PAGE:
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Review: Lee Daniels’ ‘The Paperboy’ With Matthew McConaughey & Nicole Kidman Is A Disastrous Flop

Review: Lee Daniels' 'The Paperboy' With Matthew McConaughey & Nicole Kidman Is A Disastrous Flop

Many people will tell you that “The Paperboy” — based on Pete Dexter‘s novel, brought to the screen by “Precious” director Lee Daniels — is a trash masterpiece, an instant camp classic, so bad it’s good. These people, these critics, are simply not to be trusted about any question of judgment for a long time based on that half-hearted ironic “endorsement” of one of the worst films of the year, never mind at Cannes. Like the patina on a bronze roof, there are two ways to acquire trashterpiece/camp/so-bad-it’s-good status. One is through time, and patience, as entropy and erosion bring down the bright gleam to a more interesting set of colors and nuanced shades; the other is to spray it on artificially with a hose, with plenty of spillage and waste, toxic and cheap and jumped-up and unconvincing.

Anyone lauding “The Paperboy” as some kind of new-school “Showgirls” or “Plan 9 From Outer Space” is doing the latter; they’re also overlooking turning murder, rape and racism in the ’60s South into a laughing matter, which is distasteful in its own way. Set in a swampy, Southern, sweaty, socially divided and sex-mad summer of ’69, “The Paperboy” is overstuffed with too many plots and themes and then festooned with loose plot threads and laughable images sticking out of it; it’s like a dead porcupine, bloated with rot in the sun. “The Paperboy,” in short, makes “A Time to Kill” look like “To Kill a Mockingbird.”

In 1969, a Florida town is caught up in the death of its sheriff; the culprit Hillary Van Wetter (John Cusack) languishes in jail on death row. But intrepid reporter — and son of the local editor-in-chief — Ward James (Matthew McConaughey) thinks that Van Wetter is innocent, bringing his black, British fellow journo Yardley Acheman (David Oyelowo) back to his hometown with him to look into the case. Ward gets his kid brother Jack (Zac Efron) to drive for him — and when Van Wetter refuses his interview requests, enlists Van Wetter’s pen-pal would-be-lover Charlotte Bless (Nicole Kidman) as the key to get in to see him.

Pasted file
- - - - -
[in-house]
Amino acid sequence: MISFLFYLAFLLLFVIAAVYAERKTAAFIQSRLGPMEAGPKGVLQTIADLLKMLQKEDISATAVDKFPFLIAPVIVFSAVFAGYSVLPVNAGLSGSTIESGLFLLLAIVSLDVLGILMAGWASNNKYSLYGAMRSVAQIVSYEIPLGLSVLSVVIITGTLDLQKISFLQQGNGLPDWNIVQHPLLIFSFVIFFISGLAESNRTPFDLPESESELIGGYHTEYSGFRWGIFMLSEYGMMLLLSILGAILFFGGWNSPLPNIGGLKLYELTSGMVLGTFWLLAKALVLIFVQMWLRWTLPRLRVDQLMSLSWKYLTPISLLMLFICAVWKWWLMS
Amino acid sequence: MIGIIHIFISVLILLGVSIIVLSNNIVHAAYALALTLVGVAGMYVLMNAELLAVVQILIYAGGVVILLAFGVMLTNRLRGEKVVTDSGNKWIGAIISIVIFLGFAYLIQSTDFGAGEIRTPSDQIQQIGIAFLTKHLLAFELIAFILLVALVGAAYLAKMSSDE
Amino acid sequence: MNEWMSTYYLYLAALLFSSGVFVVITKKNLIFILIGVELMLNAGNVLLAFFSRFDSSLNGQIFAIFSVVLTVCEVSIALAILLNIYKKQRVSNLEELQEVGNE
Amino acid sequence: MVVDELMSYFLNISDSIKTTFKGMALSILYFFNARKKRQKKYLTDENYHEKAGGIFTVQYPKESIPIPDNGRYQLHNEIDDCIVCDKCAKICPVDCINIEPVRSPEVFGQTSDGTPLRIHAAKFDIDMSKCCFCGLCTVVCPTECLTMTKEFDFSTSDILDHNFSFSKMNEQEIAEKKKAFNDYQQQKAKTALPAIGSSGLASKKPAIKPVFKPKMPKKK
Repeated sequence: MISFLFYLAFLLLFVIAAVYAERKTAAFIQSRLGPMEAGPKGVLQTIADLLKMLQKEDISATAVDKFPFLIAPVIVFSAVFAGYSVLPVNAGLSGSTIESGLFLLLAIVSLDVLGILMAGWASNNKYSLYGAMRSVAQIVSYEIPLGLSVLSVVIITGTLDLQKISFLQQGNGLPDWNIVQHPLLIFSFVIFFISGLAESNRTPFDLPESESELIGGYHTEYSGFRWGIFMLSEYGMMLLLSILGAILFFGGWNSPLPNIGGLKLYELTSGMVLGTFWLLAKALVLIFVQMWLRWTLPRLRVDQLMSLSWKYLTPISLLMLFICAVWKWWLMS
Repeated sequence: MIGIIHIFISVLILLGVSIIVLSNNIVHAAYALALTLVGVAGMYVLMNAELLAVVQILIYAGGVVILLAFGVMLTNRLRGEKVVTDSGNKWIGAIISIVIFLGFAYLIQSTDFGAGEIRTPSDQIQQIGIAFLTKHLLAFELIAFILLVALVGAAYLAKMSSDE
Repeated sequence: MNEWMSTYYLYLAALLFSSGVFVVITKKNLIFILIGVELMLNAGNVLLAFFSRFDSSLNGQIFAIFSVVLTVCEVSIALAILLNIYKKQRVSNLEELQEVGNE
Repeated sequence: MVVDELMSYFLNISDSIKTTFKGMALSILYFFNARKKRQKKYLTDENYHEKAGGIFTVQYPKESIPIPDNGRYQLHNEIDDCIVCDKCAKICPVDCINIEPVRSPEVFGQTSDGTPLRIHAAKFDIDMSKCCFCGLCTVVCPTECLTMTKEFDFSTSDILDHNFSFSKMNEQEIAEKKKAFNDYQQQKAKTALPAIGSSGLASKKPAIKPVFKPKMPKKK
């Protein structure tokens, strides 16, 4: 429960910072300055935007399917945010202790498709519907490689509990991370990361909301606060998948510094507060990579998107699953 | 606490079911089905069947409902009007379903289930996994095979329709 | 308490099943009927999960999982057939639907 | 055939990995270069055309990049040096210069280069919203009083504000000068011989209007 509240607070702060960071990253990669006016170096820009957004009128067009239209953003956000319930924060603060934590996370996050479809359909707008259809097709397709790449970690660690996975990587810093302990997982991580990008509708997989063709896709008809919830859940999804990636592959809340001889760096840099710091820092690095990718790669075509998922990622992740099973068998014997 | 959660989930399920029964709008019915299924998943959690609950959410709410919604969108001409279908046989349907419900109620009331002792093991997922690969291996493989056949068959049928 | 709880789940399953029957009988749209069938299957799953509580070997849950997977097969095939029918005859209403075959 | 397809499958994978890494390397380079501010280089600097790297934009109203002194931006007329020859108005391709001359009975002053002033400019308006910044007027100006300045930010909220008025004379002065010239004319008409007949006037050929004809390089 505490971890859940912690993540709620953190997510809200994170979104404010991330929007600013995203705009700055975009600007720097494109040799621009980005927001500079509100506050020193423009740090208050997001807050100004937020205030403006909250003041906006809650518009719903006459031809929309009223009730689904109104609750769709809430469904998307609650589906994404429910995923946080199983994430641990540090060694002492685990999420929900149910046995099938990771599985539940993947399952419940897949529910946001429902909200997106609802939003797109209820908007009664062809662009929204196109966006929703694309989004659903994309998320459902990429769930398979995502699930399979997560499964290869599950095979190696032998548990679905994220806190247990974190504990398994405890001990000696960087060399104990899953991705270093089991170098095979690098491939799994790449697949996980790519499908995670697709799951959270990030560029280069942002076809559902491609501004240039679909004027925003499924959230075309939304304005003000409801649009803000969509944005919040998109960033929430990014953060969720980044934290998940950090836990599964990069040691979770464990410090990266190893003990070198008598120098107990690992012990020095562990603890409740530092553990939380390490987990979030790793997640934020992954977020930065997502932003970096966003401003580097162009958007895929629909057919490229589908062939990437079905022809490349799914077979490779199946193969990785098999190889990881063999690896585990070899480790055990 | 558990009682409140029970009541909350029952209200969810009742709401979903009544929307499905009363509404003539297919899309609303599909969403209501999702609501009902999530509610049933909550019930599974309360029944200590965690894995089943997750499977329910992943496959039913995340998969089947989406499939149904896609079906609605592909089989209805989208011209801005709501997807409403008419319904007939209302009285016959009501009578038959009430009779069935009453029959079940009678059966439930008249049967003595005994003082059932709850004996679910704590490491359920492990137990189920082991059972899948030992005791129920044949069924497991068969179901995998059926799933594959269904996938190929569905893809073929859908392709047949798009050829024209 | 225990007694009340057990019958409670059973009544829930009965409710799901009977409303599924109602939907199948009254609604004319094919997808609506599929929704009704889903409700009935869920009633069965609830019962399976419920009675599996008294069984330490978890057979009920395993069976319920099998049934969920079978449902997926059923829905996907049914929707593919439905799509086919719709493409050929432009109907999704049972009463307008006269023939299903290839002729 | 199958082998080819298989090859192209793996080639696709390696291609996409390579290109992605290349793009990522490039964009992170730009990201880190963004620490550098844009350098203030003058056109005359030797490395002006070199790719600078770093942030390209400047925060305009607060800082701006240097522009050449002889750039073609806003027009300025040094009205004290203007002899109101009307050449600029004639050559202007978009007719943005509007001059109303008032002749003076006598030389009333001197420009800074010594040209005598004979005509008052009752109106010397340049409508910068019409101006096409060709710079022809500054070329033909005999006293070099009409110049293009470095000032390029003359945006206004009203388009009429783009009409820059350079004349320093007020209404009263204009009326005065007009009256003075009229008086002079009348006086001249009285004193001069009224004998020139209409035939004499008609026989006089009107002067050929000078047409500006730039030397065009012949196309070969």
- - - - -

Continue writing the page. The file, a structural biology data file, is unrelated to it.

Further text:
Detailing the plot twists and turns of “The Paperboy” would not spoil it — you cannot spoil what’s already rancid — but it’s not necessary to do so. Daniels and cinematographer Roberto Schafer shoot everything to look like an Instagram photo set on some new yellow-muck filter called “Southern Scuzz,” except for the shots of Ephron working his abs or swanning about sweaty and luxuriant like some American Eagle casualwear ad. It should also be noted that Daniels ends the film’s sole consensual sex scene with a winking, folksy “I think we’ve seen enough of that …” from our narrator Macy Gray, (like some intercut from “The Dukes of Hazzard“) but lets a rape, or near-rape, go on for what seems like hours so he can blend shots of the local wildlife, including a dead possum. You know, for symbolism, and stuff.

This is not even mentioning the scene where Efron, stung by jellyfish, has Kidman protectively urinate on him in the name of first-aid. Or the laughable twist where a character has a hidden past that no one in their profession at that time would get away with. Or the fact that the relationship between Efron and Gray’s maid character is phony and all too modern for the film’s setting. Or how the script by Daniels and Dexter rides, in the memorable words of Steven Leacock, “madly off in all directions,” with no coherency or constancy of plot, tone, character or direction. Or how our narrator is first subjective, then omniscient, and then absent, the sure sign of a rank amateur. The classic question of bad movies is “Who wrote this shit?” But we know the answer to that, usually, up in the credits in bold shameless type. What “The Paperboy” demonstrates all too well is that the better question to ask of a bad movie is “Who read this shit and thought any good could come of it, whether stars or crew or producers or distributors?” “Precious” had its admirers and detractors and some who were split down the middle; I thought it was a well-acted, overdone bit of kitchen-sink drama that really blew the lid off the social crises of the Reagan era. “The Paperboy,” though, is something else entirely — a lurid, florid, humid, flaccid and insipid waste of time and money for the audience and for everyone who made it. [F]